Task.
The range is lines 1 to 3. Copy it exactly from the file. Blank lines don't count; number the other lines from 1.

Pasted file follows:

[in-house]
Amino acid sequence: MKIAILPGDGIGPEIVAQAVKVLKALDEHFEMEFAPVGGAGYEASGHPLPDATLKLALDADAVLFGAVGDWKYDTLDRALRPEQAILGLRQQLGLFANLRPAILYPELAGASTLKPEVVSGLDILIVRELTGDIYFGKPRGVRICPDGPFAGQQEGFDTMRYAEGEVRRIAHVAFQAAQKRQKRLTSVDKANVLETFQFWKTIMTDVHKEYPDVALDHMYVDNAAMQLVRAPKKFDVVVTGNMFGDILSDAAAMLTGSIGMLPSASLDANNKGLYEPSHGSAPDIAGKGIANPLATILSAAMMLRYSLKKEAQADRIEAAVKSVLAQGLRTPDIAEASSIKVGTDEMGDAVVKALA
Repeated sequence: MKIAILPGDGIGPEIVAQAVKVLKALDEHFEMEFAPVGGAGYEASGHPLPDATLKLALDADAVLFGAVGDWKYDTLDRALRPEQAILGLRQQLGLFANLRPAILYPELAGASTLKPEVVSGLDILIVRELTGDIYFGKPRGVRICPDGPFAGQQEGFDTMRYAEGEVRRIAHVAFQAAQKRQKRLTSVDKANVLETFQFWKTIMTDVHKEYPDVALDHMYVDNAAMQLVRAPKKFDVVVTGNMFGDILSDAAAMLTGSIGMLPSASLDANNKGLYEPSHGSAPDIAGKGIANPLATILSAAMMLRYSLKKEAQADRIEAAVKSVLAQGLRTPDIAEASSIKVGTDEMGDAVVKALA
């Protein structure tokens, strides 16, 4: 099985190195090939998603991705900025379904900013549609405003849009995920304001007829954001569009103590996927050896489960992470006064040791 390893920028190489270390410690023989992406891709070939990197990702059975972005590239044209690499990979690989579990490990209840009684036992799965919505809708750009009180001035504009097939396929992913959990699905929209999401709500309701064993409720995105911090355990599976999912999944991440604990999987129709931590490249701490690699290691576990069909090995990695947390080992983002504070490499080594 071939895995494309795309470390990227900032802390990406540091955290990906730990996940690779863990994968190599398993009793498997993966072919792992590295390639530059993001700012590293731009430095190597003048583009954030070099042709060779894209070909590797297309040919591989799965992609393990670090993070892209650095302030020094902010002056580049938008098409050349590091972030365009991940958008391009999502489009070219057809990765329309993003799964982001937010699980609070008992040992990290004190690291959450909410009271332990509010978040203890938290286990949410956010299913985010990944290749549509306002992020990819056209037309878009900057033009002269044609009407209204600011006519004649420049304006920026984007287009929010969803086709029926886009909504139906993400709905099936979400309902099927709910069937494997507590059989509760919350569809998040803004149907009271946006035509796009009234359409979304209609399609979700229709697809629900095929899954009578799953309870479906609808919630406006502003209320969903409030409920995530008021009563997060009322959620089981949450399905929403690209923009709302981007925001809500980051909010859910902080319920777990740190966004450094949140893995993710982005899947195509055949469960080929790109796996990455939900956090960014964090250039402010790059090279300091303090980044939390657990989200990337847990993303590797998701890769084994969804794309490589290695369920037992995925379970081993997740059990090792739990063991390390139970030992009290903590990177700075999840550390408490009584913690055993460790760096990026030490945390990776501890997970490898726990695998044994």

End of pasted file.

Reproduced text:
[in-house]
Amino acid sequence: MKIAILPGDGIGPEIVAQAVKVLKALDEHFEMEFAPVGGAGYEASGHPLPDATLKLALDADAVLFGAVGDWKYDTLDRALRPEQAILGLRQQLGLFANLRPAILYPELAGASTLKPEVVSGLDILIVRELTGDIYFGKPRGVRICPDGPFAGQQEGFDTMRYAEGEVRRIAHVAFQAAQKRQKRLTSVDKANVLETFQFWKTIMTDVHKEYPDVALDHMYVDNAAMQLVRAPKKFDVVVTGNMFGDILSDAAAMLTGSIGMLPSASLDANNKGLYEPSHGSAPDIAGKGIANPLATILSAAMMLRYSLKKEAQADRIEAAVKSVLAQGLRTPDIAEASSIKVGTDEMGDAVVKALA
Repeated sequence: MKIAILPGDGIGPEIVAQAVKVLKALDEHFEMEFAPVGGAGYEASGHPLPDATLKLALDADAVLFGAVGDWKYDTLDRALRPEQAILGLRQQLGLFANLRPAILYPELAGASTLKPEVVSGLDILIVRELTGDIYFGKPRGVRICPDGPFAGQQEGFDTMRYAEGEVRRIAHVAFQAAQKRQKRLTSVDKANVLETFQFWKTIMTDVHKEYPDVALDHMYVDNAAMQLVRAPKKFDVVVTGNMFGDILSDAAAMLTGSIGMLPSASLDANNKGLYEPSHGSAPDIAGKGIANPLATILSAAMMLRYSLKKEAQADRIEAAVKSVLAQGLRTPDIAEASSIKVGTDEMGDAVVKALA